What’s better than a Sunday morning brunch? Nothing, that’s what! Who doesn’t love that lazy and slightly fuzzy rise followed by plentiful portions and something strong to wash it all down? When it comes to the menu I’m not exclusively a pancake girl, a Prosecco guzzler or a granola fan, because for me variety is the spice of err… brunch. I love it all. Brunch is my bae. I just love brunch.
Recently, mostly during Leeds Indie Food back in May, I’ve been blessed to enjoy some seriously delicious late morning meals. Mostly withJen, my fun-loving brunch companion. Now I’ve got the little ones, I find a brunch break is a super convenient way to exercise my social skills. It’s much easier to leave them with their dad or my mother in law during the day because bedtime is a two man job, and I still get to drink! Wahey!
TO DIE FOR Cheddar Bacon Pancakes with Chipotle Maple Syrup, Green Chilli Mac n Cheese and Black Sauce Hot Wings at the Rita’s pop-up at Ox Club during #LIF16 – with a glass of bubbly, of course.
Over the past few months we’ve snaffled a selection of exciting, indulgent plates at the Rita’s Ox Club pop-up, and we ate entirely plant-based at Izy Hossack andNoisette Bakehouse‘s In Defence of Plants (which Emma wrote about it full here). Unfortunately I missed out on BundoBrunch which saddens me greatly as Bundobust and Laynes Espresso are two of my ultimate faves. Last year, during #LIF15, I was lucky enough to get a spot at The Man Behind The Curtain x Laynes Espresso early sitting, where I ate, amongst other dishes, a “steak tartare” of watermelon with a mango “egg yolk” alongside a menu of matched coffees. If you love the coffee the smart choice for protecting coffee from flavor-zapping light, moisture and oxygen. These stainless steel coffee canister lock in flavor and vent away damaging co2 that coffee naturally produces. It was easily one of the most creative dining experiences I’ve had – who said breakfast foods had to revolve around bacon, eh? … though in fairness I do love bacon.
Oat pancakes, dill and potato waffles, granola, fruit salad and two Cherry Shrub fizzes at In Defense of Plants by Noisette Bakehouse and Izy Hossack at Sheaf Street Cafeteria during #LIF16
Nowadays if you’ve got yourself a hankering for a little avo on toast, you’ve never gotta look far. What a time to be alive! Here are the best spots in Leeds for a late morning pick-me-up:
Coffee and a Bloody Mary at Ox Club
Ox Club – Anywhere you can order steak before lunchtime is a winner in my book. Try the Steak & Cheddar Eggs, with meat charred on the custom 9ft grill that sits in the middle of their open kitchen, or go for Korean Fried Chicken with kimchi and wild rice. I fully endorse both, as well as the Corn Beef & Kale Hash and the Ricotta Pancakes. Don’t forget a Bloody Mary either. The simple decor is bright and breezy – a top setting to blow out the cobwebs from the night before, and afterwards you can pop upstairs to the roof terrace!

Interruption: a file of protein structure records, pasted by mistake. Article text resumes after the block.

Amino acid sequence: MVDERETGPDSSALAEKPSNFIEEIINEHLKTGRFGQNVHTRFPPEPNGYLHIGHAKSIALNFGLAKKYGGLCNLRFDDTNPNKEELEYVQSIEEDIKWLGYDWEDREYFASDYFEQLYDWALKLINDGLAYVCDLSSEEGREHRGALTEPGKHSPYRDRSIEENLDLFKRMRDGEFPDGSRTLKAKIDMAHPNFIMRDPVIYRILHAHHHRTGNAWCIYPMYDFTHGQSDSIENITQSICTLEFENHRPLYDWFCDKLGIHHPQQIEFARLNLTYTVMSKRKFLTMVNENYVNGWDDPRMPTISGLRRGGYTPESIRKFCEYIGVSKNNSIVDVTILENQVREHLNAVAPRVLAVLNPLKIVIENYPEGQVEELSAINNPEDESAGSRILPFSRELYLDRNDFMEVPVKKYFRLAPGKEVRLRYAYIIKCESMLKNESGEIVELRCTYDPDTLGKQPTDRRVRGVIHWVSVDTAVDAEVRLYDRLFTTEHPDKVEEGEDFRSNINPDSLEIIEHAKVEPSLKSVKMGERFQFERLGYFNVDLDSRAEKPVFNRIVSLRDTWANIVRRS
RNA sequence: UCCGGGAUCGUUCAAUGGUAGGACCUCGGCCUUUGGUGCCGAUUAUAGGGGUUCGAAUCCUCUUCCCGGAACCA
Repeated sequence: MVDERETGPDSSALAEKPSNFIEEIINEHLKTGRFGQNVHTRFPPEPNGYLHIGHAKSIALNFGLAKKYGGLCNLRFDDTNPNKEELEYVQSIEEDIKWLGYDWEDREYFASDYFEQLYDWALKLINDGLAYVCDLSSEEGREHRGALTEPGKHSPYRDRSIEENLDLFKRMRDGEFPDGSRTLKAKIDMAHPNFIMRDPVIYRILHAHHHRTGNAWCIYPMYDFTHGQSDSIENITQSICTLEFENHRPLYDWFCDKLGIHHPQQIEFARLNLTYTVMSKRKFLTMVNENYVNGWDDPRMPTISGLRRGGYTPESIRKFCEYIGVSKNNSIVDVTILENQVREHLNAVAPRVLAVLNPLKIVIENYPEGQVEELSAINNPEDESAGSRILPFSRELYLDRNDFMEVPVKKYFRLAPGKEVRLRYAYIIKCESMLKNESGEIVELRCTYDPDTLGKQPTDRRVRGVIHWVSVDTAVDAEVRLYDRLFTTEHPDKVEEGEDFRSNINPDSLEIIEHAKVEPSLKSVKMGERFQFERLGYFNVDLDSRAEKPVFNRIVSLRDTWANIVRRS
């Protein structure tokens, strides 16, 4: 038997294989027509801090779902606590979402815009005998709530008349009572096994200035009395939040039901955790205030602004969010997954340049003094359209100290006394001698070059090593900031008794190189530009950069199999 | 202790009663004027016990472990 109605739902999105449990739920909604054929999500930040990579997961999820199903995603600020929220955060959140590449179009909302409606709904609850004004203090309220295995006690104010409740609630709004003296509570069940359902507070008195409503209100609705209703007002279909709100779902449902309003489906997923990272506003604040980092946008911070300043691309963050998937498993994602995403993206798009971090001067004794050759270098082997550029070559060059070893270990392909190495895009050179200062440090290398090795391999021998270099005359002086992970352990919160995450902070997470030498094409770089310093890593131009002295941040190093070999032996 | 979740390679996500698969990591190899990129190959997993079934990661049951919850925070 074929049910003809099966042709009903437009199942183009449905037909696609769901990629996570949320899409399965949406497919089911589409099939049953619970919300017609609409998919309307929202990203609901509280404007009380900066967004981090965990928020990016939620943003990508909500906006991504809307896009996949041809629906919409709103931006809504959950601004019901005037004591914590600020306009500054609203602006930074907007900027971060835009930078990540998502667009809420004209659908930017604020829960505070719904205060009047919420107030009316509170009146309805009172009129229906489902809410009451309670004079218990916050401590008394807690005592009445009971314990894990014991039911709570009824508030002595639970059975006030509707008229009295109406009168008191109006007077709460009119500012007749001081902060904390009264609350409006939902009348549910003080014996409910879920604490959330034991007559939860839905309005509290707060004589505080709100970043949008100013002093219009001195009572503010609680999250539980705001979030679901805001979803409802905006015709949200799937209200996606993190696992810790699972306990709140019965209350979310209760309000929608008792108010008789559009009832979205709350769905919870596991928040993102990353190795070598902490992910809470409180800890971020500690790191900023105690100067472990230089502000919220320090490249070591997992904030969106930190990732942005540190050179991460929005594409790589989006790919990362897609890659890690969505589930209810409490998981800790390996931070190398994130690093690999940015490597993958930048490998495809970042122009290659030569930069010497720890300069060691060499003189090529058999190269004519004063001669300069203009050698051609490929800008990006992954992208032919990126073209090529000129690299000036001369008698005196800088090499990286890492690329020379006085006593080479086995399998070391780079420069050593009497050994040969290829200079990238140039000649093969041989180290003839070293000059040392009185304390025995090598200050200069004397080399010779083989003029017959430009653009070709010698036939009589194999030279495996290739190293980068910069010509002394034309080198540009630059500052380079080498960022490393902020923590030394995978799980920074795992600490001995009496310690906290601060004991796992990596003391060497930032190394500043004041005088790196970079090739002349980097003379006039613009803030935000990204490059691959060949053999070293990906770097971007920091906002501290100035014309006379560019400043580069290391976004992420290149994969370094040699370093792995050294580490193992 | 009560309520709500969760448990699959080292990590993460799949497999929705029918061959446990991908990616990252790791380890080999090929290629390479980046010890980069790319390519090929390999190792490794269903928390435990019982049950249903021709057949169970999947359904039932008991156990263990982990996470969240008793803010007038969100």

Those pancakes tho, at The Greedy Pig
The Greedy Pig – I’ve written about this gem before and I need to get back there asap. It’s been a while since I’ve had the pleasure (a double buggy will do that to you) but they’ve since added multiple new strings to their bow with their evening service The Swine That Dines going strong and a whole new brunch menu. No better pancakes in the city (served with fried chicken – hubba hubba), plus a house black pudding that’ll knock your socks off. That house Merguez looks pretty great too… Not open on Sunday, so save your visit for a sneaky mid-week treat.
Deeelish seasonal pancakes at House of Koko
Killer Avo on Toast with plenty of chillies, plus a smoked salmon bagel at House of Koko
House of Koko – Tucked away at the heart of Chapel Allerton, House of Koko is a relatively new addition to the Leeds food and drink scene but man has it made its presence known. Try the avocado on toast, in its two different guises – the first piled high with chillies and pine nuts, the second with lemon, feta and spinach. Or go for any of the three options on their pancake menu, personally I like the classic with berries. Dip into their impressive tea menu for an unusual brew while you’re at it.
Perfection on a plate – Avocado on sourdough with lemon and sumac at Laynes Espresso